/Now showing at JSU Hal Mumme’s Air Raid

Now showing at JSU Hal Mumme’s Air Raid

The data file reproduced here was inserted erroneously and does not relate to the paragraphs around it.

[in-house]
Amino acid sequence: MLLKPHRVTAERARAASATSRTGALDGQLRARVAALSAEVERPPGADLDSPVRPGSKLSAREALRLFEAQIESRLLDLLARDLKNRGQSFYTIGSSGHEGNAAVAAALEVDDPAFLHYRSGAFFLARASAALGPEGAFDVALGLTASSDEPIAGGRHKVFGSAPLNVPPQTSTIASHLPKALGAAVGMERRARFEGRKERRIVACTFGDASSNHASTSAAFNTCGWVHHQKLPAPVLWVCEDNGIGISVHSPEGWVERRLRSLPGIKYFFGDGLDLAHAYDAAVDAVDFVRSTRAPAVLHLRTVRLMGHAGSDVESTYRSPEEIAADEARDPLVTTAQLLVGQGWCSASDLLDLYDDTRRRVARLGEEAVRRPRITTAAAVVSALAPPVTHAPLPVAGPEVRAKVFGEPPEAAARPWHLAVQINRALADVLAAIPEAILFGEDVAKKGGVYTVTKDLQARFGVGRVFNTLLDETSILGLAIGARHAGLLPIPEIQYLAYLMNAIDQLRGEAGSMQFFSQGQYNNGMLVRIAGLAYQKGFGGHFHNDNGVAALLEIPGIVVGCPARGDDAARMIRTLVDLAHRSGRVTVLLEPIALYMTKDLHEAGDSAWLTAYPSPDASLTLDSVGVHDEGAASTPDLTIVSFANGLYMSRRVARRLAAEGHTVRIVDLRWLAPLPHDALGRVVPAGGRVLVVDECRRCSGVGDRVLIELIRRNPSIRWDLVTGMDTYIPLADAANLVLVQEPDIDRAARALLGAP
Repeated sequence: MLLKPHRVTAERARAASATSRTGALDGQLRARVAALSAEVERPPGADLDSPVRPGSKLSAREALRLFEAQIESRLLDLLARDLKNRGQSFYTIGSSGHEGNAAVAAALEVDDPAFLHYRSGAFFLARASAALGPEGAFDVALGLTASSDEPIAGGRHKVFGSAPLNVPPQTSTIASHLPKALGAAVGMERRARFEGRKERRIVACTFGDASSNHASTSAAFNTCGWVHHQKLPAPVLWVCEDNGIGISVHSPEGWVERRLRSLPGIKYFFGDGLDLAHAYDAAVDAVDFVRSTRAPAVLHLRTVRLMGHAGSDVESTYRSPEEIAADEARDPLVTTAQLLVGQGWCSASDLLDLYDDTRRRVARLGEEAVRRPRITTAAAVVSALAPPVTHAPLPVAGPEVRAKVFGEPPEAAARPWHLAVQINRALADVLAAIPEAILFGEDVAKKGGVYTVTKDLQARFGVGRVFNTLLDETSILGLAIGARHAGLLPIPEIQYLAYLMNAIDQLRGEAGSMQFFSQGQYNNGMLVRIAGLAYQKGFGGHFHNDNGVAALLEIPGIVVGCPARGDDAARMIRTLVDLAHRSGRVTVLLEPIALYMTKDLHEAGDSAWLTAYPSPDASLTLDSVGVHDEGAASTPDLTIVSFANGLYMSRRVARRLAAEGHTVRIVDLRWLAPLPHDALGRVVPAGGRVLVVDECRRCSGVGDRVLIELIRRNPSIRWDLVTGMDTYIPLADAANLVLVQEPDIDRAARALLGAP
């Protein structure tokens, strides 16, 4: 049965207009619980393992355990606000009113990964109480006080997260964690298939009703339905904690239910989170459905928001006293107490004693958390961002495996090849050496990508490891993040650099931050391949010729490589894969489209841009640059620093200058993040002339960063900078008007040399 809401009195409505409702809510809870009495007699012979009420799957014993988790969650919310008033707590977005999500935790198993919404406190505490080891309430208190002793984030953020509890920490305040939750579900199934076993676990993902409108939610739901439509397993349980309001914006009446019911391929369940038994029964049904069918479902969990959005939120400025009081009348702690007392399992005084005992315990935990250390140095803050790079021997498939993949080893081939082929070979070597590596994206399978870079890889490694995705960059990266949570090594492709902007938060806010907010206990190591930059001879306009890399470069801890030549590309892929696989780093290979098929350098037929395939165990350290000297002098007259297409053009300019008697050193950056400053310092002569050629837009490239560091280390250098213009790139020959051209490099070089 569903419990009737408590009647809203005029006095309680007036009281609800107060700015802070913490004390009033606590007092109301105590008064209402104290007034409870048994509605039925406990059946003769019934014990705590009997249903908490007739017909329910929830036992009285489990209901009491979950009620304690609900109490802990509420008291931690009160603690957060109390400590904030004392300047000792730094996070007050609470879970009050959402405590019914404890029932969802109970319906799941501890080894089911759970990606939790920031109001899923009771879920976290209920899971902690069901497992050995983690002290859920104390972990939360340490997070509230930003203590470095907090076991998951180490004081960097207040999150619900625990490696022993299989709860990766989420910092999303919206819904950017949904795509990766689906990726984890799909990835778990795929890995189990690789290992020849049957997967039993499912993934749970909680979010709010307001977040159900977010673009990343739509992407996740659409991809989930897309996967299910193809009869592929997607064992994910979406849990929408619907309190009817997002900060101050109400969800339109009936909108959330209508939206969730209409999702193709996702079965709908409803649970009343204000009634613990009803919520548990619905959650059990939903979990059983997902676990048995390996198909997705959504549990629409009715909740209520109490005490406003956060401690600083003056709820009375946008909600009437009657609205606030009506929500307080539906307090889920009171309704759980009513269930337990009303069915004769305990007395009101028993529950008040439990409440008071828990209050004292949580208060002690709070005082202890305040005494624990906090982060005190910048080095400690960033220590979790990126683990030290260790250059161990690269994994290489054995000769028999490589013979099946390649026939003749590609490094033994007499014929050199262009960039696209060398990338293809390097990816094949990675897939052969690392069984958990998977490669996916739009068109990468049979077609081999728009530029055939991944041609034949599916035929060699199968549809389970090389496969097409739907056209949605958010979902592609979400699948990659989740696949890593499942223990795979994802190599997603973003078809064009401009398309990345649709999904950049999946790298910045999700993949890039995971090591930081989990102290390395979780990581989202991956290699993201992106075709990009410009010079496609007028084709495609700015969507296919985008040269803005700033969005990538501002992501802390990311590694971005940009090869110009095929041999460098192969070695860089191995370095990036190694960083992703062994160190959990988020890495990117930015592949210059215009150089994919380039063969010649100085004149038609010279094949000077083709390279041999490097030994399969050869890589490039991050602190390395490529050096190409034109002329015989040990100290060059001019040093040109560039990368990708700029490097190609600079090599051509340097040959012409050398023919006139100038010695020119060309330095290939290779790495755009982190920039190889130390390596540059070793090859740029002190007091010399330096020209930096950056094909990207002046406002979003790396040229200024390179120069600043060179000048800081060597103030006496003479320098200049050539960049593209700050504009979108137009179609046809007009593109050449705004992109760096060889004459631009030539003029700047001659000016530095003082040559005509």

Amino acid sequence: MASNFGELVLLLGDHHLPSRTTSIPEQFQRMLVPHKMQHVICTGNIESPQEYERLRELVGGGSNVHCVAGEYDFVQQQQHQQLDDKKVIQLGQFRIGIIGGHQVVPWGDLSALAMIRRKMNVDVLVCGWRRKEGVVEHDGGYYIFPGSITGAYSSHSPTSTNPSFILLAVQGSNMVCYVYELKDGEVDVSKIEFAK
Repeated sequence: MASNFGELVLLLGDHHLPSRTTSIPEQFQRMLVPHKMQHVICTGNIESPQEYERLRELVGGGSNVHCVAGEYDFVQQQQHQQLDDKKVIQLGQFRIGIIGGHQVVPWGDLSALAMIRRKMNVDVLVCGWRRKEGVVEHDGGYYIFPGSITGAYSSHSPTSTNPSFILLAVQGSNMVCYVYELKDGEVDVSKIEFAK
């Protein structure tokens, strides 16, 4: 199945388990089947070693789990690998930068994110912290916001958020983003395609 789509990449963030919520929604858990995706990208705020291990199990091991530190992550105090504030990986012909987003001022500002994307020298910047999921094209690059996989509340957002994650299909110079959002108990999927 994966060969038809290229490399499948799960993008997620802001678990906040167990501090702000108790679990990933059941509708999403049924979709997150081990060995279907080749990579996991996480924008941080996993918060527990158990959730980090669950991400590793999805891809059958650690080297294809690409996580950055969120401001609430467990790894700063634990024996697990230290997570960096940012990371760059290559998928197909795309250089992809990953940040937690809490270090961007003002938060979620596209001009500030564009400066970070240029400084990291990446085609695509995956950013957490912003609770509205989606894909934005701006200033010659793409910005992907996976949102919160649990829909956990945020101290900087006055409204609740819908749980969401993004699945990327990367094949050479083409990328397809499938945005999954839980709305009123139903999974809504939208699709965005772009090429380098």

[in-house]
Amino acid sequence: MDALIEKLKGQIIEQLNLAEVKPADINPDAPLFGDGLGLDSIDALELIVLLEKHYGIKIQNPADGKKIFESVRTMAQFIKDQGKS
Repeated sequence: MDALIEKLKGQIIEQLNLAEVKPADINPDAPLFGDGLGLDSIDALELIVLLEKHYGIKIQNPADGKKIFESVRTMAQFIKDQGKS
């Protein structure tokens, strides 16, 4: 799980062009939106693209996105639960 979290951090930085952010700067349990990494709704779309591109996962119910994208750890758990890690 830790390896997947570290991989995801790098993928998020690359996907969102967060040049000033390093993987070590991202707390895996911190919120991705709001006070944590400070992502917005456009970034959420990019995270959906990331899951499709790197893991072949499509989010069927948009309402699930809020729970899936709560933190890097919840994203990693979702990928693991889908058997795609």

Mumme was more teacher-like than coach-like on the sidelines. He rarely raised his voice and just signaled plays with calm signals. Mumme is now at Jackson State for his 14th stop in a 42 year coaching career. He has been to Copperas Cove High School, Iowa Wesleyan and Valdosta State. He also has experience with Kentucky, New Mexico State, Belhaven, and many other places. The majority of his time as a head coach has been. He is now back at Jackson State as an offensive coordinator. This is where he feels most comfortable. Mumme said, “It’s great fun.” Mumme seemed like a man who is at home in his role as a coach of the offense. Mumme stated, “I believe this is the greatest group of skill children (wide receivers/backs) that I have ever inherited at any location.” It’s about getting them on the right page. Our young receivers are outstanding and can run. Our backs are strong and I love our quarterbacks. We have the people to do the things we want to do.” Mumme and Mike Leach created the famous Air Raid offense while at Iowa Wesleyan in 1988. They borrowed heavily from LaVell Edwards’ passing scheme. Mumme will always be remembered as the co-inventor and creator of an offensive system that has radically changed football. It was developed by Mumme and Leach at a small NAIA Iowa Wesleyan, but has since spread to other parts of the country. Bob Stoops, a respected authority, once stated that Hal Mumme was “always been a true American genius” and that every year, teams running his offense have the highest yards and points. Alabama defeated Georgia last year in the national championship game. These two SEC heavyweights, who traditionally used running, power-oriented offenses, borrowed from the Air Raid during the thrilling overtime match. Nowadays, nearly every offense runs from the shotgun position, spreads the field, and moves fast without huddle. The majority of people throw it at least half the times. Jackson State’s chances of getting it in the end are 70-75 percent, or even more. Mumme stated that it depends on the team and how they line up. “I call 70 percent of passes,” Mumme said. In the Air Raid the quarterback can change the call at the line-of-scrimmage based on what he observes from the defense. The defense can also be “read” by receivers, allowing them to change their pass patterns as a result. Mumme was the Kentucky head coach and used the offense against Alabama to win. Alabama was a team that the Wildcats hadn’t defeated in 74 year. Critics will surely point out that Mumme’s coaching careers have not always been successful. Belhaven was a good example of this. His teams won two games per season for four years. They combined were 8-33. These teams set offensive records, often losing by scores of 45-37 and 64-45. Belhaven was able to score many points but could not stop the other team. Mumme will now be in charge of scoring lots and the job of someone else to stop the other side. Tony Hughes’ two seasons at Jackson State saw some decent, and sometimes exceptional, defense. They are an offensive disaster. The Tigers finished last in the SWAC in scoring offense, scoring 12.7 points per match and total offense at 232 yards per match. This is going to change. You can bet on it. These numbers will rise significantly. Hughes is aware of what Mumme is doing. He was a defensive assistant at West Alabama in 1993 and 1992, when Mumme was the head coach of Valdosta State. In both years, Valdosta State used Air Raid to score 42 and defeat West Alabama by four touchdowns. Hughes will combine Mumme’s offensive with a solid defense. Since 2007, Jackson State has not won an overall SWAC championship. Since 2007, Jackson State has not won a SWAC overall championship.